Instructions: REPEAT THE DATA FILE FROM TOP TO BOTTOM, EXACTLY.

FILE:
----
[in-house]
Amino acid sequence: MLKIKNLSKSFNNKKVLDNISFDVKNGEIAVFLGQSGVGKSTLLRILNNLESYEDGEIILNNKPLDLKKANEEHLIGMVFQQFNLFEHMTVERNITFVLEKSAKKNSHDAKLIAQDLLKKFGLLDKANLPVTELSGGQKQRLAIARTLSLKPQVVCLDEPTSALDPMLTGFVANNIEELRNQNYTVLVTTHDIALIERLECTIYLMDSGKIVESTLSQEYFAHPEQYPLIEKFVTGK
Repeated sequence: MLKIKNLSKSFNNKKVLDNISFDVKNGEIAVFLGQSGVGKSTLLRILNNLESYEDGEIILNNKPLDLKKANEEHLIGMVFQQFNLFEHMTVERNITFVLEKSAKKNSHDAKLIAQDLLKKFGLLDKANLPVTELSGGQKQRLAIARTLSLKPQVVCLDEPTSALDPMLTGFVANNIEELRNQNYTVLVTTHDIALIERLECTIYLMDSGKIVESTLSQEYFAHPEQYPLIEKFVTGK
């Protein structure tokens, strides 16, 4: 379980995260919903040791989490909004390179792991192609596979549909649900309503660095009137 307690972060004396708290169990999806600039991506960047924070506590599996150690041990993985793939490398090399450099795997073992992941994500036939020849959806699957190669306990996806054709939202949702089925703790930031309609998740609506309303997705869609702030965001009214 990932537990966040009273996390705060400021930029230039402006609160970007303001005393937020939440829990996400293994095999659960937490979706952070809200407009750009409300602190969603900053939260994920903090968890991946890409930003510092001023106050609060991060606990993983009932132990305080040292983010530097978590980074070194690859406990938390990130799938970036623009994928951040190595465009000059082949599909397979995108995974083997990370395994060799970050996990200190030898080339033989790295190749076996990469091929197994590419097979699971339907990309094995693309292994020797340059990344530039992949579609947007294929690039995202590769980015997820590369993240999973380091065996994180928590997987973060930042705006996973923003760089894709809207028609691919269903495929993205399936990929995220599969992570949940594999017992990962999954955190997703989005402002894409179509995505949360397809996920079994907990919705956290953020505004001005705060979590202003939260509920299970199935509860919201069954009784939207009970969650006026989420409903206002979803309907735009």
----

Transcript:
[in-house]
Amino acid sequence: MLKIKNLSKSFNNKKVLDNISFDVKNGEIAVFLGQSGVGKSTLLRILNNLESYEDGEIILNNKPLDLKKANEEHLIGMVFQQFNLFEHMTVERNITFVLEKSAKKNSHDAKLIAQDLLKKFGLLDKANLPVTELSGGQKQRLAIARTLSLKPQVVCLDEPTSALDPMLTGFVANNIEELRNQNYTVLVTTHDIALIERLECTIYLMDSGKIVESTLSQEYFAHPEQYPLIEKFVTGK
Repeated sequence: MLKIKNLSKSFNNKKVLDNISFDVKNGEIAVFLGQSGVGKSTLLRILNNLESYEDGEIILNNKPLDLKKANEEHLIGMVFQQFNLFEHMTVERNITFVLEKSAKKNSHDAKLIAQDLLKKFGLLDKANLPVTELSGGQKQRLAIARTLSLKPQVVCLDEPTSALDPMLTGFVANNIEELRNQNYTVLVTTHDIALIERLECTIYLMDSGKIVESTLSQEYFAHPEQYPLIEKFVTGK
């Protein structure tokens, strides 16, 4: 379980995260919903040791989490909004390179792991192609596979549909649900309503660095009137 307690972060004396708290169990999806600039991506960047924070506590599996150690041990993985793939490398090399450099795997073992992941994500036939020849959806699957190669306990996806054709939202949702089925703790930031309609998740609506309303997705869609702030965001009214 990932537990966040009273996390705060400021930029230039402006609160970007303001005393937020939440829990996400293994095999659960937490979706952070809200407009750009409300602190969603900053939260994920903090968890991946890409930003510092001023106050609060991060606990993983009932132990305080040292983010530097978590980074070194690859406990938390990130799938970036623009994928951040190595465009000059082949599909397979995108995974083997990370395994060799970050996990200190030898080339033989790295190749076996990469091929197994590419097979699971339907990309094995693309292994020797340059990344530039992949579609947007294929690039995202590769980015997820590369993240999973380091065996994180928590997987973060930042705006996973923003760089894709809207028609691919269903495929993205399936990929995220599969992570949940594999017992990962999954955190997703989005402002894409179509995505949360397809996920079994907990919705956290953020505004001005705060979590202003939260509920299970199935509860919201069954009784939207009970969650006026989420409903206002979803309907735009």